KILLEEN, Texas — Army retiree Maj. David Bass was a member of the United States Army for 25 years, from 1985 until 2006. He served in Operation Desert Storm and Operation Iraqi Freedom.

“I got these symptoms that I didn’t understand when I returned to Fort Hood,” Bass explained. “Army physicians diagnosed me with post-traumatic stress disorder, a diagnosis I never expected to be diagnosed with.” As a result, physicians administered psychotropic medicines to treat PTSD. In addition, I was prescribed opioids for chronic pain caused by injuries I had while serving in the military. I was handled by the veterans administration in Temple when I retired. After a few years, I was sick of those medicines. The adverse effects bothered me. So I conducted some research for alternatives to drugs and came upon medicinal cannabis.”

In 2012, he informed his VA doctor that he wanted to quit taking the medicines to which he had grown hooked. He said the doctor informed him he couldn’t, so he began his own investigation into cannabis. That year, he began taking it illegally.

“I had stopped taking the tablet by the end of 2012,” Bass explained. “I demonstrated to myself that cannabis is an excellent treatment for PTSD.” Medical cannabis alleviated the symptoms of nightmares, insomnia, rage outbursts, paranoia, and hypervigilance.”

In 2012, Bass joined Texas NORML, a cannabis reform non-profit. He was appointed director of veteran outreach in 2013. Two years later, in 2015, he created Texas Veterans for Medical Marijuana. Since then, he has been an outspoken supporter of medicinal marijuana.

PTSD was not added to the list of eligible disorders for medicinal marijuana usage until 2021. Bass has been smoking cannabis illegally for over a decade in Texas.

“I now have a medicinal cannabis prescription in Texas, which is fantastic,” Bass added. “It’s a wonderful thing that has altered my life for the better because I don’t want to use cannabis illegally; I want to use it legitimately.”

Bass wants Congress to adopt a decriminalisation measure in addition to boosting access to medical marijuana. He believes that Texans should not be arrested for possessing tiny quantities of cannabis.

“It wrecks people’s life because, even if they’re not going to prison, they have an arrest.” They are convinced. They had to employ an attorney. “They’re on probation,” replied Bass. “Their career, schooling, and housing are all affected by their arrest and conviction.” We just do not believe that the punishment reflects the crime of possessing small amounts of cannabis for personal use.”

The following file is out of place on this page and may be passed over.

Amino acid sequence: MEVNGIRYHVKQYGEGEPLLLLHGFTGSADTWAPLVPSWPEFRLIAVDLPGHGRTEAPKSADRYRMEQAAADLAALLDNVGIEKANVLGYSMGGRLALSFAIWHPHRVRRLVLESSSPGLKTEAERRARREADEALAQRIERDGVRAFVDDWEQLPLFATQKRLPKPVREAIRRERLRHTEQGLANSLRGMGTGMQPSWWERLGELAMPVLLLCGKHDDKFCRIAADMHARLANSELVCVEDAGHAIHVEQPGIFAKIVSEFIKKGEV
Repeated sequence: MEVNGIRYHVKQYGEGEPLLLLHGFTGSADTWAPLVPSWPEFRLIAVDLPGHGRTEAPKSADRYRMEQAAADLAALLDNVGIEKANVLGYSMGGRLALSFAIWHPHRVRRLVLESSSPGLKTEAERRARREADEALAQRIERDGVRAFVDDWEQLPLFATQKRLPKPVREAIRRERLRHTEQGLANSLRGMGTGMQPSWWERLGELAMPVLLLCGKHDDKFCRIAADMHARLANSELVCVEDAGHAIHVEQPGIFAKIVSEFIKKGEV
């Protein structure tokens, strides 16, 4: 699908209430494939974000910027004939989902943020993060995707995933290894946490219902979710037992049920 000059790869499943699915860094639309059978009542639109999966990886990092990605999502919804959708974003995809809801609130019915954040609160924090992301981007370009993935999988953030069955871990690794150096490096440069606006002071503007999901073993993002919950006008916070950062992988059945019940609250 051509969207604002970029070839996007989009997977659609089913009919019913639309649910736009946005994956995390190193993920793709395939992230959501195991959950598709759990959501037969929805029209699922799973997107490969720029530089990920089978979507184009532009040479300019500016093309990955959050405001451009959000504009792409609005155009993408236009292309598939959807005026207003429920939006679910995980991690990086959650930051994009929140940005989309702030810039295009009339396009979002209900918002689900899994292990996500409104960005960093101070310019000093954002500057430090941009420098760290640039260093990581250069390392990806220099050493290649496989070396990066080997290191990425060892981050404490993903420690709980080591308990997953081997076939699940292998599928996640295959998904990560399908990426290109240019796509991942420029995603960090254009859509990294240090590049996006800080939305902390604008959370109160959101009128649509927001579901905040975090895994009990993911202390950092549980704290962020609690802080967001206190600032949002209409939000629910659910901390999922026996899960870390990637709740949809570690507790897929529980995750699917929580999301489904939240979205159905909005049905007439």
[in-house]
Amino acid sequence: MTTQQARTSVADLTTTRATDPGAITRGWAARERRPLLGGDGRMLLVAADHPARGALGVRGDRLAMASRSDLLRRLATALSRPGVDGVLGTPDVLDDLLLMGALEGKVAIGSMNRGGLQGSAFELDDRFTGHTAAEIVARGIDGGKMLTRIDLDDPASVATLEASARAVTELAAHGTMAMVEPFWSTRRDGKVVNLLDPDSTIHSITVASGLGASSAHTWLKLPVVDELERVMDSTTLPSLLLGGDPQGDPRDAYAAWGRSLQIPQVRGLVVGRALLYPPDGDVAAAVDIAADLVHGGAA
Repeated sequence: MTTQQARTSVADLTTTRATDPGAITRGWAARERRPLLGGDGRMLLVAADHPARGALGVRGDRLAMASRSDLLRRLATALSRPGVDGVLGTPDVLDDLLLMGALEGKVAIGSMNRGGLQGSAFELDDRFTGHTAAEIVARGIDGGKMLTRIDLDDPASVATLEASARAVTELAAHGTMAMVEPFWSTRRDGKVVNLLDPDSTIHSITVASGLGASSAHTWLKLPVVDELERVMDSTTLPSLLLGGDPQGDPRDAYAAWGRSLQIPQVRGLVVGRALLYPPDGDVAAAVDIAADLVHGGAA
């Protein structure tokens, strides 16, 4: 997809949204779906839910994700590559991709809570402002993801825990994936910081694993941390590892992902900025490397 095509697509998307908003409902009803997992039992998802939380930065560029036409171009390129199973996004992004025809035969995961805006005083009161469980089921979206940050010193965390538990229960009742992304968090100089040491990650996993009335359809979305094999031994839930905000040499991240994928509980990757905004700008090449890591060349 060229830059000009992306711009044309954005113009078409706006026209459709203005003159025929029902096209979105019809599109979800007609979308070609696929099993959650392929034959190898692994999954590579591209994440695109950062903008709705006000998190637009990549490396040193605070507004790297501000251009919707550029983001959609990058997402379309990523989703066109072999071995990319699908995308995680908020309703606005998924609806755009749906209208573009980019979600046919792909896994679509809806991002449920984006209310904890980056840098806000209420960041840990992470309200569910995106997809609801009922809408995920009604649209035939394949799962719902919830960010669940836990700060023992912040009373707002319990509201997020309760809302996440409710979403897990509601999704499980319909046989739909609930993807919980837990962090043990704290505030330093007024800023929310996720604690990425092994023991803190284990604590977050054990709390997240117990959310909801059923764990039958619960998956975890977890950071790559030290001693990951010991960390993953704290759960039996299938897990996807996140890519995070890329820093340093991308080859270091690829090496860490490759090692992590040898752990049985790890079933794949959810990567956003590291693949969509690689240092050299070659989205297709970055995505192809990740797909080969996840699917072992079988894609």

He also favours the legalisation and regulation of marijuana for recreational use. Susan Hays, the Democratic candidate for Agriculture Commissioner in Texas, concurs.

“Whether it’s someone in terrible pain, or a middle-aged person like myself who wants to sleep through the night, or someone who just wants to unwind at the end of the day and realises that cannabis is healthier for the body than alcohol,” Hays added. “As a result, we should regulate it and make it legal.” Those two go together. And put strict controls in place around the medical programme so that physicians take it seriously, patients take it seriously, and they can obtain the correct doses and formulations that work for them, their illness, and the stage of that ailment.”

Cannabis is already widely available in Texas.

“According to Gallup polling, two million Texans frequently consume cannabis products,” Hays stated. “And, because to the 2018 Farm Bill, which may have done a terrible job of distinguishing between hemp and marijuana, cannabis edibles, whether Delta-8 or Delta-9, are now widely available in Texas.” We want a comprehensive, well-thought-out regulatory framework to promote public health and safety, protect consumers, and give some economic opportunity for Texans interested in entering the cannabis industry.”

People who travel to other states where cannabis is legal, according to Hays, bring items back to Texas.

“Too many people have their heads buried in the sand.” “Cannabis is here,” she declared. “And that includes really lovely suburbanites flying back from Colorado with whatever they purchased in a lawful state.” [Cannabis] is now legal in New Mexico. Oklahoma’s ostensibly medicinal cannabis programme is so permissive that it might as well be legal. So cannabis is flowing over Texas borders, but not the ones Greg Abbott wants to fortify with a wall. And, once again, we must address a problem rather than simply hurling political slogans at it.”